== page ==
The State Board of Education Wednesday endorsed a proposal to close two of the state’s vocational technical high schools and end all athletic programs at the remaining ones if the department’s budget is cut by 10 percent in the next fiscal year – an amount the governor’s budget chief has told agencies is likely.
These state-run schools enroll 11,000 students and have steadily been cut over the last several years as state legislators worked to close budget deficits.
Budget proposals serve as a blueprint, effectively highlighting a governor’s priorities and goals.
Let there be no mistake…
Malloy’s unending efforts to destroy Connecticut’s Vocational-Technical system speak volumes.
Students, parents, teachers and taxpayers are on notice, yet again, that Connecticut has a governor who utterly fails to understand or appreciate Connecticut public schools or what is best for Connecticut’s economy and its citizens.
Democratic Legislators, Malloy, State Budget, State Deficit Democratic Legislators, Malloy, State Budget, State Deficit
Despite the political spin that he had put Connecticut’s fiscal house in order, Governor Dannel Malloy has presided over a continuous sea of red ink when it comes to the Connecticut state budget.
As Keith Phaneuf explains in a recent CT Mirror article entitled, CT budget closes in deficit again; little reserves left for this year,
“The governor insisted throughout his 2014 re-election campaign that nonpartisan deficit forecasts were wrong, and that growth projections for Connecticut’s economy — and correspondingly for state revenues — were too conservative.
But state government has had nothing but deficits since the governor’s re-election. Connecticut closed the 2015 fiscal year with the General Fund $113.2 million in the red.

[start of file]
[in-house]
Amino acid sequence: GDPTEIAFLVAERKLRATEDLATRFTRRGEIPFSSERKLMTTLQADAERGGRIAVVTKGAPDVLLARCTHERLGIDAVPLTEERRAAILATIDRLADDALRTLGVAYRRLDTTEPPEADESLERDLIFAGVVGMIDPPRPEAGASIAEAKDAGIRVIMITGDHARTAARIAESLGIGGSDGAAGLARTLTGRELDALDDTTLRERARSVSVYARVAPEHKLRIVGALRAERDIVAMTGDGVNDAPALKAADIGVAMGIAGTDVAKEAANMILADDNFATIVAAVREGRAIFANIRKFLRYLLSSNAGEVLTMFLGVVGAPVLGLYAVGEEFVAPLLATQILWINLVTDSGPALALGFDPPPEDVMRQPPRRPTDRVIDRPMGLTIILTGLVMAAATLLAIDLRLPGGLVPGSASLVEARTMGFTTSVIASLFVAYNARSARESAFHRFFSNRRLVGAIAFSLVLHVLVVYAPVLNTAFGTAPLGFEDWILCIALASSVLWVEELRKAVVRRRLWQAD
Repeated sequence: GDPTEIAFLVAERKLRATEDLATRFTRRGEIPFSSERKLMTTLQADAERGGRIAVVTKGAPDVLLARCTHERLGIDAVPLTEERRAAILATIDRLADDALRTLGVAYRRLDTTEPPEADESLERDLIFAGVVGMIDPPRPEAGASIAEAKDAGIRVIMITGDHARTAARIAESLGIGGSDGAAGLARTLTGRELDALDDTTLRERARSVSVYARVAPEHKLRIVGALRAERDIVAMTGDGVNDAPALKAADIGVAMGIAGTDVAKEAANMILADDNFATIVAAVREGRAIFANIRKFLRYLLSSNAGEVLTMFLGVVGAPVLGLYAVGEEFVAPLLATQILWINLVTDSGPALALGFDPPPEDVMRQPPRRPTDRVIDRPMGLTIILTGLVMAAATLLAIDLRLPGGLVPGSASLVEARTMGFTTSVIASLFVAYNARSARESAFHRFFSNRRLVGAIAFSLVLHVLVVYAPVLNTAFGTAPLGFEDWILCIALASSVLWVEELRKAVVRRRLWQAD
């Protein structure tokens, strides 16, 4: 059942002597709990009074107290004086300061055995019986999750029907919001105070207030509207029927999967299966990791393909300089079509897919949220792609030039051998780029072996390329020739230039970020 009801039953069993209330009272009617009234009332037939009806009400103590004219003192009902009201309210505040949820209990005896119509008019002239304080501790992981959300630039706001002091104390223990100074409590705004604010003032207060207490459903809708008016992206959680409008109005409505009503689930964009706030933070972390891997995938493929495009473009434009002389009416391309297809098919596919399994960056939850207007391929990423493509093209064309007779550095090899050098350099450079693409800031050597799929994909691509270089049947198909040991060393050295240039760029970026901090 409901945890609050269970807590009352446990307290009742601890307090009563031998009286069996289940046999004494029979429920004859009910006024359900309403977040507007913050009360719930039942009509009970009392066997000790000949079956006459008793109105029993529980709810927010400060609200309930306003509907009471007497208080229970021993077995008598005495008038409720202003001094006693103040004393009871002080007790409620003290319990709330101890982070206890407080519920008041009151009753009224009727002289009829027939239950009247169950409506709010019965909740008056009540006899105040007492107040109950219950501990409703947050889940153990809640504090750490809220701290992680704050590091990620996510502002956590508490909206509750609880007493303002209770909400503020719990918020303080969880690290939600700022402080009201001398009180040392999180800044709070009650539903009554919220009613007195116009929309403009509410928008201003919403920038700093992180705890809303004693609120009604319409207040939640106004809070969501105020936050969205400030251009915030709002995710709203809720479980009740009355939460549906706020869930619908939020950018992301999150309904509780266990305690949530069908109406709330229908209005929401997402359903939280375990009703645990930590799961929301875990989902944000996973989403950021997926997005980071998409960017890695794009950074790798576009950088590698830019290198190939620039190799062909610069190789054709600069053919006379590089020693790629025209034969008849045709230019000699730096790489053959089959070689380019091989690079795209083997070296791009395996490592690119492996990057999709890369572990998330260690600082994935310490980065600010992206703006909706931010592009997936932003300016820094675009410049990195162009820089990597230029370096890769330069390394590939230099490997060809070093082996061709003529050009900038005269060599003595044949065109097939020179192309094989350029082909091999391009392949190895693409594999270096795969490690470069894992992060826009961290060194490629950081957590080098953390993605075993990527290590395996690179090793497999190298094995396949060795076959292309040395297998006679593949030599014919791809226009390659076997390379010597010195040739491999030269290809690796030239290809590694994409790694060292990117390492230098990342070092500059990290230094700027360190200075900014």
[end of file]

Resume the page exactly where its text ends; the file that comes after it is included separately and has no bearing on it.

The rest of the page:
Malloy began to acknowledge in the summer of 2015 that the economic growth he’d predicted was lagging, and by January 2016 he’d begun declaring repeatedly that Connecticut faced a “new economic reality” of modest growth. The Democratic governor’s Republican critics say this economic shift was evident years earlier and that the governor would not admit it until after he had won a second term.”
The actual numbers paint a stark and depressing picture:
Connecticut’s string of budgets in deficit:
Fiscal Year15 $113 Million Deficit
Fiscal Year16 $170 Million Deficit
Fiscal Year17 Present year – Deficit (To Be Admitted)
Fiscal Year18 $1.3 Billion Deficit (Projected)
Fiscal Year19 $1.6 Billion Deficit (Projected)
Despite two record tax increases and unparalleled budget cuts over the last six years, Connecticut is facing a budget shortfall of about $3 Billion in the next budget cycle.
Adding to the fiscal crisis is the fact that Governor Malloy and the Democratic members of the General Assembly have left Connecticut with a “Rainy Day Fund” of only $236 million, or about 1.3 percent of the state’s annual operating costs. Comptroller Kevin Lembo recommends that Connecticut’s “Rainy Day Fund” should be in the range of 15 percent of annual operating expenses, a number which means that Connecticut has a fund that is less than 10 percent of what we should have set aside for difficult economic times.
And yet, in response, Malloy continues to downplay the problem, with his spokesperson telling the CT Mirror
“The year that ended on June 30, 2016, was an extraordinarily difficult one,” Malloy spokesman Chris McClure said. “Income tax receipts were $650 million below budget, and the state was repeatedly compelled to take difficult steps to mitigate a developing deficit. We should be gratified that the hard work of state workers and the commitment of the legislature helped us to preserve more than $200 million of our Rainy Day fund, even in the pouring rain.
“We will continue to hold the line on the budget to ensure we fulfill our solemn obligation to balance the budget for FY17,” McClure said. “Our most current budget estimate, issued September 20th, is that the state is on track to meet its budget targets for FY17.”